Born Edinburgh 5th February 1944.
Educated at Stenhouse Primary School and The Royal High School in Edinburgh.
Left school in 1959 aged 15 and moved to Falkirk, where he started work in Angus MacDougall's Record Shop which was managed by his mother.
In 1962 aged 18 Bruce set off to hitch-hike round the world - some chance - he did make it to Morocco, and spent over a year in Spain and France working in a vineyard and a farm on the Somme. Being sent a regular supply of records and the NME from his mother, Bruce couldn't wait to return in the summer of 1963 to be in the middle of the explosion of sensational new music being made in Britain.
Bruce worked in several other record shops for the next few years in Edinburgh, Stirling and London, taking six months time out in 1966 to run a beach bar in Majorca.
He then joined his brother in partnership and opened their own record shop in Falkirk in 1967. By the early 1970s this had grown into Scotland's best known record shop chain. Spread throughout central Scotland they specialised in American imports and underground rock and were famous for their distinctive red carrier bags with the legend "I Found It At Bruce's".
In 1973, Bruce was asked by the then Lord Provost of Edinburgh Jack Kane to organise and promote the first ever Edinburgh Pop Festival in association with the Edinburgh Festival at the Empire Theatre (now the Festival Theatre). These concerts were spread over the three week period of the festival and featured amongst others Kevin Ayres, Gong, The Incredible String Band, Can, Procul Harum, Planxty and The Chieftans.
In 1977 Bruce started his own record label, Zoom Records. His first single "For Adolfs Only" by The Valves sold 15,000 copies and this was quickly followed with similar success by a follow-up from The Valves, "Ain't No Surf In Portobello", and singles from PVC2, The Zones, Mike Heron, The Questions and in 1978 Simple Minds.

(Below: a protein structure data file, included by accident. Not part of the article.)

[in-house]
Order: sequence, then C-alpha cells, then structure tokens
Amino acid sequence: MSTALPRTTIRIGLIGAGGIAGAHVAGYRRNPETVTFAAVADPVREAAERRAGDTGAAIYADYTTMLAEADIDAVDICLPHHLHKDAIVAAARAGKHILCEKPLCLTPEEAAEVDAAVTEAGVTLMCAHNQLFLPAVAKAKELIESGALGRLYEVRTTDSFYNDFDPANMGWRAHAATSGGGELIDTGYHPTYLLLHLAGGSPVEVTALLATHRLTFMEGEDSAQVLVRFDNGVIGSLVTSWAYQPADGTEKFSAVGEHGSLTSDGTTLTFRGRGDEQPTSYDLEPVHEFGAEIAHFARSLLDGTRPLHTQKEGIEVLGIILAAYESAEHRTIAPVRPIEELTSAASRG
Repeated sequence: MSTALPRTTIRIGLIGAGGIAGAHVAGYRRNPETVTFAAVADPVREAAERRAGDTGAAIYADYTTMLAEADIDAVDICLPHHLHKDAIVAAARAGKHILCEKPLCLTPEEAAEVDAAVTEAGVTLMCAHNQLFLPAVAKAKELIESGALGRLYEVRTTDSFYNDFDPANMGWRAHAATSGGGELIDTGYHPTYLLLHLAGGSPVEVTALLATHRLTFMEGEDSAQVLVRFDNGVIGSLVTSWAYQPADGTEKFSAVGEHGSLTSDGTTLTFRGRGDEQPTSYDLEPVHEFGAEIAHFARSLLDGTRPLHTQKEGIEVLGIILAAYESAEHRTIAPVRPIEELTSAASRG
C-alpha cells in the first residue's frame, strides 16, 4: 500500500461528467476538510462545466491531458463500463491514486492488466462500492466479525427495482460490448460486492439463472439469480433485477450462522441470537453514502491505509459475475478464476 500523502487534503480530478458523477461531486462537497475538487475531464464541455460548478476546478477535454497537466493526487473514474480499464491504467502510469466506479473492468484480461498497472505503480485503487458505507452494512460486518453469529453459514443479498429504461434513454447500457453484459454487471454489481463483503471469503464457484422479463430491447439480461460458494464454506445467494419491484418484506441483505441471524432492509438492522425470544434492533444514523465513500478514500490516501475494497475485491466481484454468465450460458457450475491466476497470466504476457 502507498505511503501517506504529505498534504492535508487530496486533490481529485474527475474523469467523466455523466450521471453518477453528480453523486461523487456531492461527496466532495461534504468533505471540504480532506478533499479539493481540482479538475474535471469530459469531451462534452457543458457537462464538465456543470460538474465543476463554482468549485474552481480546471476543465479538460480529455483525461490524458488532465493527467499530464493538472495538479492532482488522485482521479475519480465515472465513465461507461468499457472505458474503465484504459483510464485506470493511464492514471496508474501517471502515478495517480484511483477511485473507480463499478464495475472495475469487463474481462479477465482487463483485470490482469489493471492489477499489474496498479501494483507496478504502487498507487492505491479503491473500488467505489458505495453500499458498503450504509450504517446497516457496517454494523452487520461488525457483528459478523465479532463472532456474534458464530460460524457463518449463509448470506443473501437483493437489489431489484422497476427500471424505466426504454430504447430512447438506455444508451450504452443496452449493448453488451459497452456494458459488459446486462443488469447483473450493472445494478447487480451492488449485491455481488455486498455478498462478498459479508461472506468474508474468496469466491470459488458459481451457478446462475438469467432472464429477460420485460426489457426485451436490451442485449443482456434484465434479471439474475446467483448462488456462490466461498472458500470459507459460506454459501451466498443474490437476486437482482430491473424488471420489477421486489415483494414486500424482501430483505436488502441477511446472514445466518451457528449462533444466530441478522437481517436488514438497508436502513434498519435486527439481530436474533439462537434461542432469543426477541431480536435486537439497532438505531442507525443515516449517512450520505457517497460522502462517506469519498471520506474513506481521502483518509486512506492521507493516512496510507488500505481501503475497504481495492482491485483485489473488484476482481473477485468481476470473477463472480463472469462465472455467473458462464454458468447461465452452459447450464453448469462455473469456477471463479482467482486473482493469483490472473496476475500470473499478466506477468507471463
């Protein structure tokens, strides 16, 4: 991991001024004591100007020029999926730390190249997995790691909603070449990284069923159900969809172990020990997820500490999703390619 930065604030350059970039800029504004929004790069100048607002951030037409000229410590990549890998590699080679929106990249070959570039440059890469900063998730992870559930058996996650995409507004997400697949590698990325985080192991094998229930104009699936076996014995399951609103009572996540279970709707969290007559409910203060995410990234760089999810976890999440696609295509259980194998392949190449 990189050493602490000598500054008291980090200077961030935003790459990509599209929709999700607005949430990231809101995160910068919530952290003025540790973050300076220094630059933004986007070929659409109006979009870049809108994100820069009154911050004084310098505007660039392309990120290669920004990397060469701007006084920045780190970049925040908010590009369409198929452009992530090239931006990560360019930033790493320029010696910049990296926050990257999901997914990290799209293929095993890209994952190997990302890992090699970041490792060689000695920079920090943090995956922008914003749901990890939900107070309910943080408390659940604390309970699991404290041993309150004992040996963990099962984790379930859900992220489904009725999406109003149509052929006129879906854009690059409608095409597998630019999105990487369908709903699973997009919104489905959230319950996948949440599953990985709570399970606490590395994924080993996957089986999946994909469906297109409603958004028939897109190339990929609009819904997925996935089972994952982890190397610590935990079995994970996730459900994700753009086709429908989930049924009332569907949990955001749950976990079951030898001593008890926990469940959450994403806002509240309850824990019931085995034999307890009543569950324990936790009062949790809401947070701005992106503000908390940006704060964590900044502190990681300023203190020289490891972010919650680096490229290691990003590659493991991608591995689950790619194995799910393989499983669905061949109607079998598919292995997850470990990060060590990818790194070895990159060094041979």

Bruce developed a unique relationship with Simple Minds and managed them from 1978 to 1990.
His time was completely taken up by Simple Minds and by 1980 he resigned from the record shop chain and put his record label Zoom into "cold storage" to concentrate on management.
In 1982 Bruce expanded the management company, and managed along with Simple Minds, China Crisis, The Silencers, Muriel Gray and Calum Malcolm.
In 1985 Bruce worked closely with Bill Graham and was able to confirm Simple Minds as the first UK act to commit to playing Live Aid in Philadelphia.
Again in 1988 he worked closely with the Anti Apartheid Movement and Tony Hollingsworth on the Wembley Nelson Mandela Tribute concert, where once more Simple Minds became the first act to commit to doing the concert.
In 1990 Bruce split with Simple Minds and since then has become more involved in consultancy work and education in the music business. He regularly lectures at colleges throughout the UK, and also chaired the first ever managers' meeting at the inaugural In The City, Manchester, out of which the IMF was formed (now MMF). Bruce remained a director of the MMF, and although he now remains a member, he resigned his directorship after a year to concentrate on his consultancy and college work.
In 1997 Bruce encouraged Tony Wilson and Yvette Livesey to bring the UK's most important music seminar "In The City" to Glasgow, and acted as their Scottish contact for the event.
In 1998 he became a member of the "Music Industry Taskforce" set up as an advisory body to help the government establish a long overdue shake-up in the way "unemployed" musicians are treated by The Department of Employment with the "New Deal" initiative. Bruce hosted the launch of The New Deal for Musicians at Stow College in Glasgow where Rhona Brankin made the official announcement. He remains a member of the taskforce.
Having recently worked with the Falkland Hill Yaks, The Ruffness, Calum Malcolm and Stuart Hamilton (producers), Bruce is now managing Edinburgh band Aberfeldy.